Grover Beach community garden to keep growing after plan fails

A proposal by the city of Grover Beach to sell a piece of its property failed Monday, leaving a bunch of relieved community gardeners and a $120,000 deficit in the city’s budget.

The city had proposed to sell a property at 920 Brighton Ave., now used as a community garden, to its redevelopment agency for low-income housing.

The money from the sale would have been put into the general fund to prevent the city from finishing the current fiscal year, which ends June 30, in the red.

The City Council voted 3-2 to sell the 6,620-square-foot parcel, but the proposal failed because the council needed a four-fifths vote for it to pass after some local residents lodged protests to the proposal. Councilwomen Karen Bright and Phyllis Molnar dissented.

“If we continue to sell off our assets, we will have nothing left when we really need (them),” Molnar said.

The three council members in support — Mayor John Shoals, Councilman Bill Nicolls and Councilwoman Debbie Peterson — pointed out that the city has a commitment to work toward its low-income housing goals and has already cut staff salaries, imposed furloughs and made other budget cuts.

“When times are hard, the only way to survive is to make your money do double-duty,” Peterson said.

Opponents of selling the garden parcel started a website, created signs and even hired an attorney to counter the plan. There are 18 spots at the garden; of those, 10 people lease 17 spots for $5 a month.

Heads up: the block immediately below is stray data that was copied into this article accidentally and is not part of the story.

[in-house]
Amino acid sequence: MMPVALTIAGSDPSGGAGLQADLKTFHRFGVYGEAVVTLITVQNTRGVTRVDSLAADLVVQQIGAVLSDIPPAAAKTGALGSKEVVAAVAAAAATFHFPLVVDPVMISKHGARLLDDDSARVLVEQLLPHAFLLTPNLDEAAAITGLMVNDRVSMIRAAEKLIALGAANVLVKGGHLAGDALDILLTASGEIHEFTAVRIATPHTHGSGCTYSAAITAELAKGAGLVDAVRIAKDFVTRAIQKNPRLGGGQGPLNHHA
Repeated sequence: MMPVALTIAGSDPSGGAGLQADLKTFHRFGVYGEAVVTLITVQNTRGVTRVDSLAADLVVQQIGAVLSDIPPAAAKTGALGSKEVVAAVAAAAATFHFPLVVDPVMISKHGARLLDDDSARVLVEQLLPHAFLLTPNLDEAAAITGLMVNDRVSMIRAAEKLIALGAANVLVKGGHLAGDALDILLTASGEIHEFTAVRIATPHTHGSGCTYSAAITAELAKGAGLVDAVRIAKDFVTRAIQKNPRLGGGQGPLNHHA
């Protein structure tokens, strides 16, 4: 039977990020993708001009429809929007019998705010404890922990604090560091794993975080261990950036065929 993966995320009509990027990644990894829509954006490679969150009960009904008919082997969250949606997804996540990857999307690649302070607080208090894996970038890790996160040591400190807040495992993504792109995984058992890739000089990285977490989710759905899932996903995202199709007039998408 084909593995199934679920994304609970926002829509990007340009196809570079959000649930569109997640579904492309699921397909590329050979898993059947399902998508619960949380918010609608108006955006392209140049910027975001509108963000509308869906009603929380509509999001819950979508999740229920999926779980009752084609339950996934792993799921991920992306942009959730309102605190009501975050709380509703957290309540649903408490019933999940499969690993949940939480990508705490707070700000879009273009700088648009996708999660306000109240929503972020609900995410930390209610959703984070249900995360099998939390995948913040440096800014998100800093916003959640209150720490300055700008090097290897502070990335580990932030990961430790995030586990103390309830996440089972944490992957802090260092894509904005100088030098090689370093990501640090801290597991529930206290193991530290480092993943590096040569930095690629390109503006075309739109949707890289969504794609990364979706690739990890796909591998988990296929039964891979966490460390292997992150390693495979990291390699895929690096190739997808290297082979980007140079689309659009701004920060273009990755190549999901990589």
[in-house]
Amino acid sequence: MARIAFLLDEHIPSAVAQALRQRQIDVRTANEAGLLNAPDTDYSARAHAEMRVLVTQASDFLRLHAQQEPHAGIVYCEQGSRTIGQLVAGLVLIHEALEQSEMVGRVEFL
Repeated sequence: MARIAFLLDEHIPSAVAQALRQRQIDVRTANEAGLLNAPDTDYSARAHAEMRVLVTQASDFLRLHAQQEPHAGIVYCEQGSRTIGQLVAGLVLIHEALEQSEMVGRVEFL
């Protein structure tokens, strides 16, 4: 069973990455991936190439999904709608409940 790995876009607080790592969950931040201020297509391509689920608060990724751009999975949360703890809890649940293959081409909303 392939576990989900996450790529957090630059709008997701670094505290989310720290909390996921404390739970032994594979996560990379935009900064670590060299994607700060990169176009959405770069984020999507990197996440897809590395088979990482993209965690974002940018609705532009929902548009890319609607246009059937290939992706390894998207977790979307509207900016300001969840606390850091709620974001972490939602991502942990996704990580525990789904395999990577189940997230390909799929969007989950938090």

They argued that the property isn’t designated for housing and the proposed purchase price was too high and unsupported. Some also worried about the loss of open space, not to mention the hours they’d put in pulling weeds, planting and nurturing the garden.

“It’s a very long process, and the garden is finally coming into its own,” Angela Henderson of Grover Beach said during the meeting. “It’s a beautiful thing, and we’re hoping you let us keep it.”

City staff had proposed to sell the property to the Grover Beach Improvement Agency for $235,000, paid with funds the agency is required under state law to set aside for low-income housing. The agency is a separate legal entity but composed of the same council members and city staff.

This is not the first time the council has sold city property to its redevelopment agency for low-income housing, with the money boosting the general fund.

Last June, facing a budget deficit, the council unanimously approved a sale of city-owned property at 1541 Hillcrest Drive to the Improvement Agency for $300,000. Even so, the city ended fiscal year 2009-10 about $125,000 in the red.

The city is working with a contractor on a five-unit project at a site at South 10th Street and Farroll Road, which is another property that was sold to the agency by the city, City Manager Bob Perrault said.